A fungal disease affecting white pines is growing worse in southern Maine, state forestry and entomology officials said Wednesday.

White pine needle disease, possibly exacerbated by above-average rainfall across the region, has reached epidemic proportions in Maine, mostly in southwestern and central western parts of the state, said William Ostrofsky, forest pathologist for the Maine Forest Service.

York, Cumberland and southern Oxford counties have shown a heavier concentration than some other areas, in part because white pines flourish in the sandy soils common to these areas, said Maine State Entomologist Dave Struble.

Forest landowners report it has spread through most of southern Maine, said Tom Doak, executive director of the Small Woodland Owner’s Association in Augusta, which represents about 5,000 woodlot operations in the state.

Maine has more than a million acres of white pine and white pine-mix forests that bring in at least $31 million a year to forest landowners, according to the forest service. That number does not include revenue from trees harvested for paper pulp or biomass, said Struble.

The total value of forest-related manufacturing, recreation and tourism to the Maine economy is more than $6.47 billion, according to the North East State Foresters Association.


Forest service officials say they haven’t yet come up with an estimate of the statewide damage to white pines. But a survey of damaged trees is underway, and results will be compared with defoliation estimates from previous years.

Early indications are that the severity of the disease is similar to past years, officials said. But several consecutive years of losing year-old needles has weakened some trees to the point that they cannot survive, they said.

The disease has not been much of an issue at garden centers in the Portland area, according to several randomly polled local nurseries and arborists.

But Struble said he believes commercial operations dealing with white pine should be concerned, because the disease “is everywhere.”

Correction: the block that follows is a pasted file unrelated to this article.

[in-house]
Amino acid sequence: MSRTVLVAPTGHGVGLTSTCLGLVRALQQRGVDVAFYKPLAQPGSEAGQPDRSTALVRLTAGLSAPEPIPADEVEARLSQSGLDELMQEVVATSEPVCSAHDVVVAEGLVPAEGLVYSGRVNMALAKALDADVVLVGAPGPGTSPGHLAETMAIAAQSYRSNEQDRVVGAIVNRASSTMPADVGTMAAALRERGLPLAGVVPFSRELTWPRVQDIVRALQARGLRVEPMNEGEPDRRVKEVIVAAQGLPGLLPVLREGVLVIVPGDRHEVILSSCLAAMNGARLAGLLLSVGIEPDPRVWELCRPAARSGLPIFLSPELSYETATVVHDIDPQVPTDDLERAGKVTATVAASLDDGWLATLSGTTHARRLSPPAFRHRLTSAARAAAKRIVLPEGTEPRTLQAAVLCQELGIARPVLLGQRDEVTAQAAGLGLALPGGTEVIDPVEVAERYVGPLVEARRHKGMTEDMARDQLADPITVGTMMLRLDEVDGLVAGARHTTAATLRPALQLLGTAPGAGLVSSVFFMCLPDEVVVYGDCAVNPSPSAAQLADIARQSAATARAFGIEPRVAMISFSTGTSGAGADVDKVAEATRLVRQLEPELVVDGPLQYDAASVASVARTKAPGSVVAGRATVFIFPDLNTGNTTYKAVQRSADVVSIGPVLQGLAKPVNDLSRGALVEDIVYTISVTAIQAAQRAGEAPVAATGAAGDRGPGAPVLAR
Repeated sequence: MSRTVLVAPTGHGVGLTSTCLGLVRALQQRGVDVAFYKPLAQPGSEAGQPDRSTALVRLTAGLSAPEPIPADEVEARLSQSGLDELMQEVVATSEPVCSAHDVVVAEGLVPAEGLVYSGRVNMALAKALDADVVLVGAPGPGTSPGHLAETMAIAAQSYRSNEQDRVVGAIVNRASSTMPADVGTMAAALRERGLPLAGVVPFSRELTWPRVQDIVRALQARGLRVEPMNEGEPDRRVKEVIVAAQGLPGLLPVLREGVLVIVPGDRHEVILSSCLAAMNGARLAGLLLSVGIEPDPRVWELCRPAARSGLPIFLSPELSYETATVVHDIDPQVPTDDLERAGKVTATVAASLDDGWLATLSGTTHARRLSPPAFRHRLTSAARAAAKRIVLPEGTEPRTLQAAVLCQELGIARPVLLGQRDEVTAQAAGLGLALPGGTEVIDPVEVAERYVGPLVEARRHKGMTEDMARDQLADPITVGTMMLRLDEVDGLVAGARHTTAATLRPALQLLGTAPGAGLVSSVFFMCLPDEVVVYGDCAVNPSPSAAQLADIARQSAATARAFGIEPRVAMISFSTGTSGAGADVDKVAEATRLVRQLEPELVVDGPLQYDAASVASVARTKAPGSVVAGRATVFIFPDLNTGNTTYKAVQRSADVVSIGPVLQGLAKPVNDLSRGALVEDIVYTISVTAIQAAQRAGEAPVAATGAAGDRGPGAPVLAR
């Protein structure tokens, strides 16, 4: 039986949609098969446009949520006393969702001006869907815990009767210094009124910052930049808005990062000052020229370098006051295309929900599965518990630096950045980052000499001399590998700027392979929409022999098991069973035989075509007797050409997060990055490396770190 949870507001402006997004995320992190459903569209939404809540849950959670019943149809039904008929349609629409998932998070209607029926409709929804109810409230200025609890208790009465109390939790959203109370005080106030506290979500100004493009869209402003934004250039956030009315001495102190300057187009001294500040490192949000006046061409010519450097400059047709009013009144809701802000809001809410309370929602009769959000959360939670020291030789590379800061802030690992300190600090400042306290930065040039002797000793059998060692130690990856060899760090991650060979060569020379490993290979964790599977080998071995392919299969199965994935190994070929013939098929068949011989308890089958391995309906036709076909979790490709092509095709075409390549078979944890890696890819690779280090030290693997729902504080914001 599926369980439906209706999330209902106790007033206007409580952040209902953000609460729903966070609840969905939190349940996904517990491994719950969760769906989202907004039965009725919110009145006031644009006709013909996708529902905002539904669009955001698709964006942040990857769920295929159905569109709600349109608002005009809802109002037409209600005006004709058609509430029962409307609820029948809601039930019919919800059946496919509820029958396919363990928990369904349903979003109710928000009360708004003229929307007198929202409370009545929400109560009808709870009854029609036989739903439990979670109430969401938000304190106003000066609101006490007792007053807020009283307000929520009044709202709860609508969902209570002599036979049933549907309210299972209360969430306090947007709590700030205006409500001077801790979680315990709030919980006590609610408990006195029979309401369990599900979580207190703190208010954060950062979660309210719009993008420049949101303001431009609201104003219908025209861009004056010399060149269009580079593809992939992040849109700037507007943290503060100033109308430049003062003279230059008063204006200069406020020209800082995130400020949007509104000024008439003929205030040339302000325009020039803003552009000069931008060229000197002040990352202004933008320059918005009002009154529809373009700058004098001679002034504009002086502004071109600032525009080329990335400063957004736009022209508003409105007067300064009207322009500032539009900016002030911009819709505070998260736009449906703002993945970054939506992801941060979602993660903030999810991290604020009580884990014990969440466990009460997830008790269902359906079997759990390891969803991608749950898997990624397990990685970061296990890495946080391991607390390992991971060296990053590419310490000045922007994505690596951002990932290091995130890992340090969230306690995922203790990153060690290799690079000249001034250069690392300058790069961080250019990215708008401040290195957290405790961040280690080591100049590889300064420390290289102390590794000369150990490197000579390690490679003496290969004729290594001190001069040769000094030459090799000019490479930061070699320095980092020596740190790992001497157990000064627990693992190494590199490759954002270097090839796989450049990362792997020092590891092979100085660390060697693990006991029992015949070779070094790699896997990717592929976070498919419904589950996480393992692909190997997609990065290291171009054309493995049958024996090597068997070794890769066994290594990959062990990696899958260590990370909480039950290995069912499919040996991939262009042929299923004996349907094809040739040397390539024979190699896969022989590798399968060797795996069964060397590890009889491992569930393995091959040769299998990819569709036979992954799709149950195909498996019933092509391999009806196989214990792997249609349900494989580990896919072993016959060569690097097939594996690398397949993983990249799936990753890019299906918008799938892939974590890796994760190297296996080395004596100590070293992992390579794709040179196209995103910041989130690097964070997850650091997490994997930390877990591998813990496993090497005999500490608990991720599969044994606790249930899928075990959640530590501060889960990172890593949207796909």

“I think people are gonna start watching and looking,” he said.

Commercial growers and woodlot owners “absolutely … should be concerned,” Doak said.


“The pine is a very valuable tree in Maine,” he said. “Maine is the Number One white pine-producing state. It is a significant tree and … it takes a very long time to grow.”

Used in paper-making and harvested for lumber, red and white pine together account for 8 percent of the state’s forests. It’s important to monitor any disease that can affect commercially valuable trees, Doak said.

But he and others say woodlot owners shouldn’t panic.

“It’s not like trees are dying all over the place,” Doak said.

For the first couple of years of the disease’s emergence, the problem seemed relatively minor. But in the last decade it has become more severe, foresters and growers said.

For the past eight years the disease has been spreading throughout New England and New York, and a decade of above-average spring and summer rainfall in the Northeast is believed to be a key factor. The infection can be caused by one or more of several pathogenic fungi, said Ostrofsky, the forest pathologist.

There is no effective treatment against the disease, Ostrofsky said, so the best measure is to safeguard the overall health of the tree with good management and appropriate care. Healthy trees fare better against the needle disease, which generally does not kill the tree but leaves it depleted. Weaker trees can be killed by the infection over a period of years, he said.

The fungus infects needles early in spring and moves through the tree during summer and fall, forestry officials said. The following year, in early to mid-June when the weather warms, one-year-old needles become discolored and drop off over the course of about three to four weeks.

“You’re always dealing with the infection of the previous year,” Struble said.

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